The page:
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My approach to couples therapy

My approach to couples work is curious, compassionate, creative, and connected. I’m a passionate believer in the power of deep listening. I’m particularly influenced by two relationship therapy models - Imago Therapy and Emotion-Focused Therapy. The Imago model posits that we are attracted to partners who hold the negative qualities of our original caregivers, our parents, and the traits in ourselves that we had to disown to survive our childhoods. You might ask, “Why the heck would we want a partner who has the negative characteristics of our parents, the ones that hurt us terribly?” As wild as it might sound, we’re driven to these partnerships so we can heal from the pain of our childhoods. It’s important to note, this part of our attraction is unconscious.


While not always thought of as such, this model makes complex trauma and attachment wounding front and center in the way we heal with our partners - as long as they’re willing to *really* hear us (and vice versa). The Imago Dialogue is the central technique of this approach, and in it, we are heard, reflected, validated, and empathized with - *all the way through* until we have nothing else to express about a particular topic. We learn through practice that we don’t have to diminish ourselves or edit ourselves down to be what someone else wants of us, that all of us and what we think and feel are worthy and welcome. This is a healing elixir to those of us who never received these messages and/or received false stories that we were “not enough”, “wrong”, or “bad” in the relationships that should have been the safest and most welcoming.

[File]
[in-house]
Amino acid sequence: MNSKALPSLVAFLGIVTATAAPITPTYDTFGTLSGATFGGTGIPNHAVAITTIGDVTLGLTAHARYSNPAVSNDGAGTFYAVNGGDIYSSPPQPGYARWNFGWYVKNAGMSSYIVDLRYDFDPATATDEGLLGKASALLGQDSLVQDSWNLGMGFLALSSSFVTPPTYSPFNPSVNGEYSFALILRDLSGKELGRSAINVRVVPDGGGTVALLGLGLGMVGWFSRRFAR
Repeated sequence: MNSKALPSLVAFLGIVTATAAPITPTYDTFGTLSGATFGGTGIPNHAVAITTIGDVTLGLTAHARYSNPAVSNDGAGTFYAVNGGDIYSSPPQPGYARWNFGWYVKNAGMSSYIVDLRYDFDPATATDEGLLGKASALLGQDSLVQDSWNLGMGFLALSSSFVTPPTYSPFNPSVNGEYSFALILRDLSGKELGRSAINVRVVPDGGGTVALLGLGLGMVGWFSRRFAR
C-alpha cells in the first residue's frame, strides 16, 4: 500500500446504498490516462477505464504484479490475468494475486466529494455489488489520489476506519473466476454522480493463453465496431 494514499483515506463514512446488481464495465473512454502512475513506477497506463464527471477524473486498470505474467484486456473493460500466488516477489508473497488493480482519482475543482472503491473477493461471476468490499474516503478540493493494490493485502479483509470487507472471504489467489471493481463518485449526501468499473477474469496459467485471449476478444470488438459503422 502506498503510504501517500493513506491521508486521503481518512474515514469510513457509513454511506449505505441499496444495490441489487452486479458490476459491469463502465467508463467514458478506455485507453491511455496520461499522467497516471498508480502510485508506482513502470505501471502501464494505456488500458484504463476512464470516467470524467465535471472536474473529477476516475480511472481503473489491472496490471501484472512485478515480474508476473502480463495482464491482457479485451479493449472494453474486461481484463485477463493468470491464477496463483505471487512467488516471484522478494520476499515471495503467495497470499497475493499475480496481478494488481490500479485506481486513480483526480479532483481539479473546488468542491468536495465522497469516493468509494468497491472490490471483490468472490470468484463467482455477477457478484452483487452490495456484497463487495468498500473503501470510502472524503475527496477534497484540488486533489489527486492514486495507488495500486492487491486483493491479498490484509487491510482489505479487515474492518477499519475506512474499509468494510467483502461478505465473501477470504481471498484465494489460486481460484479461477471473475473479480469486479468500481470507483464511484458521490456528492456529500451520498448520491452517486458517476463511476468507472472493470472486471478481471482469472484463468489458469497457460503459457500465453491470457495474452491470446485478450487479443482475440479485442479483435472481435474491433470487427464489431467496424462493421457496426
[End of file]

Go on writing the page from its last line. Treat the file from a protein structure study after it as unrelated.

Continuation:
In Emotion-Focused Therapy, couples are taught to identify toxic patterns, affectionately known as Demon Dialogues. Do you both attack each other, does one pursue and one withdraw, or do you both withdraw? To dance a different dance, someone has to change their steps, first by recognizing them in the first place. Can we see how our step leads to the next? When we change the steps, we can create enough safety to start rebuilding the bond of love.


And of course, the work of couples therapy would not be complete without the science of sex and sexuality. This is a decades-long interest of mine dating way back to my time in the reproductive health world, through to my work in individual therapy and coaching. I’m particularly influenced by the work of Emily Nagowski and Jack Morin, who investigate what makes our proverbial erotic clocks tick. Questions like “does desire equal pleasure?”, “do I have a responsive or spontaneous desire style?”, “what hits my sexual brakes, and what hits my accelerator?”, “what do my peak sexual experiences and core erotic themes have to teach me?”, are such useful ones to explore within the container of therapy and coaching. If you want to do a deeper dive into the science, their texts, Come as You Are and The Erotic Mind, are wonderful places to start.


Bridging this with my somatic and parts-work training helps couples deepen into this work together. We can build a felt sense of warmth, of presence, of love. We can build safety internally and externally to access our deepest healing, together.


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